Throughout the '80s we saw something truly magical, the formation of the first ad hoc virtual communities--Bulletin Board Systems. It wasn't cheap, but with the right tools and know-how, anyone could set up a BBS and start up a little nation-state that played by his rules, and if the members of the BBS didn't like it, they could go somewhere else, or start their own. It was an opportunity for people to become "as gods," in the words of Web pioneer Stewart Brand, in control of their own identities, and thus their destinies, like never before. You could be gay on the Internet and nobody could do a thing about it. You could pretend you were a cat. You could be a prince online, whether rich or poor in reality. Now we're getting to the crux of it.

Computer technology has changed many things, but the most profound has been the ability to empower individuals to redefine themselves in a social environment, to hack into their personhood, their identity, and truly become who they want to be. It doesn't matter if you're ugly or physically disabled--no one needs to know. And that freedom is contingent on the ability of Web users to take control of their identities--to be as anonymous or pseudonymous as they want to be.

At least, that was how it was supposed to work.

As the Web has developed since the '80s, it's become more lucrative for people who want to sell you things. And it follows that it's become more lucrative to become the kind of politician who pushes for regulation of the Internet so that people who want to sell you things can do so more efficiently. Meanwhile, the rise of social networks has been accompanied by an unsettling accumulation of private information, given over to corporations willingly by those who wish to seamlessly engage with the Web.

At the same time, a global network of pranksters, activists, and bullies, drawing from two decades of privacy and free-speech activism, have taken on the anti-persona of "Anonymous," donning masks and causing havoc ranging from picking on classmates to bringing down the Web sites of multinational corporations. These (mostly) smart, well-connected people from a seemingly infinite range of backgrounds and an equally diverse set of motivations see anonymity as a source of power, perhaps the most integral human liberty that can be provided in a free society. They're loosely organized, and they often clash within the group. But their amateurish disorganization mirrors the early Internet in that there's no primary control center, no head to decapitate. Similarly, the folks behind WikiLeaks have taken up the fight against control of the Web from a different angle. They're less chaotic, and thus more approachable to the media. They at least operate under the pretense of working within the law, but the threat they pose to the establishment is equally grave. Where their fathers hacked machines, these freedom-loving network natives are hacking the media, politics, and, most important, the self, in dynamic and unpredictable ways.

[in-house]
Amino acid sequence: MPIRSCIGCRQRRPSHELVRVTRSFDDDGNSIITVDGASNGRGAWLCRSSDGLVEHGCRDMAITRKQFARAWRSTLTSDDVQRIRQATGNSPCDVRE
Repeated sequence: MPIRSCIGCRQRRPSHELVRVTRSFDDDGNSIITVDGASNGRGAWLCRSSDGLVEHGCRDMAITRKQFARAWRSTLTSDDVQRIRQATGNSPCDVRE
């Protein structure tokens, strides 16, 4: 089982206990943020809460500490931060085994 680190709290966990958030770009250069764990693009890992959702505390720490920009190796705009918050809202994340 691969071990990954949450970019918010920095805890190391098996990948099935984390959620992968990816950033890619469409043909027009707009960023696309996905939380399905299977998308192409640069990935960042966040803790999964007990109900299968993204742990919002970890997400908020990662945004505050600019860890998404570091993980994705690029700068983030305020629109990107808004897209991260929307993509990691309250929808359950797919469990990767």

It made sense that the Internet would become a battleground between the haves and have- nots, with information as the currency involved, whether personal or political. What we've seen in 2010 and 2011 is that the Internet isn't quite as locked-down as power brokers thought, and people weren't going to give up control of the open Internet without a fight.

That the Internet evolved the way it did almost seems like an accident. It spilled throughout the globe. In many ways it upends traditional power structures, encourages unlikely alliances, and spreads knowledge and hope for a better world. Governments and corporations may be able to sway the gavel, the sword, the coin, but the individual controls the wires, wrangling technology to conduct asymmetrical warfare, continuously evolving new ways to wrest control from the historically powerful.

The Web will continue to see warfare in the coming decade. Its primary battleground will be the identity space. Your ability to define who you are as a human, to be as open or as private with your personal information as you want to be, to speak out against injustices anonymously, or to role-play as someone you wish you were--these are the freedoms we will fight to keep. Will you decide who you are or will you be defined by the identity brokers?

On the face of it, we recognize cyber bullying, faceless slander, and data theft to be universally recognized evils, and we should therefore do what we can to mitigate them. The simple, obvious solution is to force everyone to wear a name tag in cyberspace, so that everyone is responsible for their actions online, just like in the real world. Evildoers use anonymity as both a shield and a weapon. If we rob them of both, we'll have less evil.

My position: It's just not that simple. Throughout Hacking the Future I trace the rich heritage of anonymous speech in a free society and examine its most popular current manifestations. I explore the bits and bytes behind the argument. I use the technology and come face-to- face with unspeakable evils in dark places I'd prefer never to return to. I consult the men who shaped the Internet and the soldiers toiling in the trenches of network security who intimately recognize the terrifying potential of the Wild Wild Web daily. I talk to code breakers, whistle- blowers, researchers, hacktivists, and mothers.